Dovecote façades were usually painted by local artists using pigments obtained from trees, flowers, roots, earth containing ferrous oxide, and a local red earth known as yoşa. Walnut shells and leaves provided four tones of green, buckthorn yellow, raisins dark red, onions pink, pennyroyal tones of grey, and Tussilago farfara and alder bark brown; while cows urine lent gloss to the colors.
Local people explain that a mixture of plaster and egg white spread on the façades makes it harder for animals like martens, foxes and weasels to get a grip and climb into the dovecotes. But more often tin or zinc sheets have been nailed beneath them to serve the same purpose.
In the Soganlı Valley almost all the dovecotes have been decorated in white only, since it is believed that the pigeons are attracted to white and find their way back to roost more easily.
Sunray motifs in red ochre are mostly found in the valleys of Ortahisar where farming is not intensive.While the most common designs are kilim motifs or figurative motifs executed in brown or black on a white ground, we also find many floral and abstract motifs. They are sometimes placed randomly and sometimes form a symmetrical pattern.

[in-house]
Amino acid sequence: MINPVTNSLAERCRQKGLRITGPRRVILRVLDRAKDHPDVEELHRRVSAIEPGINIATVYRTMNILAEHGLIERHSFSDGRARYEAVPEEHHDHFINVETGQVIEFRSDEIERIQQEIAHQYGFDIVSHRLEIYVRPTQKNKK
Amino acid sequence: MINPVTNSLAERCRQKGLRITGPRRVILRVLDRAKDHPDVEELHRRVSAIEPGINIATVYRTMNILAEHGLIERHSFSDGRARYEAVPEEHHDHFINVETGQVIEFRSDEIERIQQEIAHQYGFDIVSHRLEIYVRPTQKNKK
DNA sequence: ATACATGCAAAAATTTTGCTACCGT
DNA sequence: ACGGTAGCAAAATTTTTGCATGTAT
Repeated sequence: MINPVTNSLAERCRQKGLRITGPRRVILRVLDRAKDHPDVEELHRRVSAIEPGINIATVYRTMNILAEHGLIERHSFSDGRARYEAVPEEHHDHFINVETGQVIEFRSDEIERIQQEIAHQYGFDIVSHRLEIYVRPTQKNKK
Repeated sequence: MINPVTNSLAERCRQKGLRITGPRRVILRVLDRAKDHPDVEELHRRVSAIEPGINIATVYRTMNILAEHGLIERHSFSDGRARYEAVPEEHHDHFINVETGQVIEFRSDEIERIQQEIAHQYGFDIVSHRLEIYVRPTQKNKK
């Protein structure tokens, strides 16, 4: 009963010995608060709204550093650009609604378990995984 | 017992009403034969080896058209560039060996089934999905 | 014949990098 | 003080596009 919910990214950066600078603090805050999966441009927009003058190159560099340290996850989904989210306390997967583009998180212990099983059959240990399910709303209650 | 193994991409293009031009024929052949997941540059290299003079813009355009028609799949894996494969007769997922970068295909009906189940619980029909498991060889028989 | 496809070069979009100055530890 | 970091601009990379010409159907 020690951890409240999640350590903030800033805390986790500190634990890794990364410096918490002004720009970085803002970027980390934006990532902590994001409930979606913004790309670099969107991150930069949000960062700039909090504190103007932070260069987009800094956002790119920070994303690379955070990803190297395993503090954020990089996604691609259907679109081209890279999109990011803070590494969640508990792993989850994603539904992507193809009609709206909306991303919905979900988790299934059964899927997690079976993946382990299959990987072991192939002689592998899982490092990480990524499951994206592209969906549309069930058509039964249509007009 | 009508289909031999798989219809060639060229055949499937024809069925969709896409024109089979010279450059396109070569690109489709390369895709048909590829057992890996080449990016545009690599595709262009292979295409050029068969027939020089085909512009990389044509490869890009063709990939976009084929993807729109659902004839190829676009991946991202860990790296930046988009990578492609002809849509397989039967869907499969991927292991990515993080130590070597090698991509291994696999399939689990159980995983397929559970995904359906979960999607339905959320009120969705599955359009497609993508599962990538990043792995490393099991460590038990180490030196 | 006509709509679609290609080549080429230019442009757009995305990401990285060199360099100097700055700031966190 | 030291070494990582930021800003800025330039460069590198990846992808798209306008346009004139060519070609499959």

Figurative motifs are to be seen in the greatest numbers in Kızılçukur where the Ortahisar and Çavuşin valleys meet. Figures dancing the sword and shield dance are a reminder that this folk dance was once performed here, although it has been entirely forgotten in Ortahisar today. Stylized pictures of people riding or hunting on camels or horses are also significant documents for the historian.
As well as the motifs described above, some of the dovecotes bear inscriptions in old Turkish, giving the date, formulas like Maşallah-Allah (May God protect), or verses from the Koran used to give protection from the evil eye, and in some rare cases the name and occupation of the owner.
The places to see the most dovecotes in Cappadocia are the valleys around Uçhisar, the valleys of Kılıçlar and Güllüdere in Göreme, the Üzengi Valley in Ürgüp, the Balkan river and Kızılçukur Valley at Ortahisar, the Çat Valley near Nevşehir, and at Gesi and the Soganlı Valley in the province of Kayseri.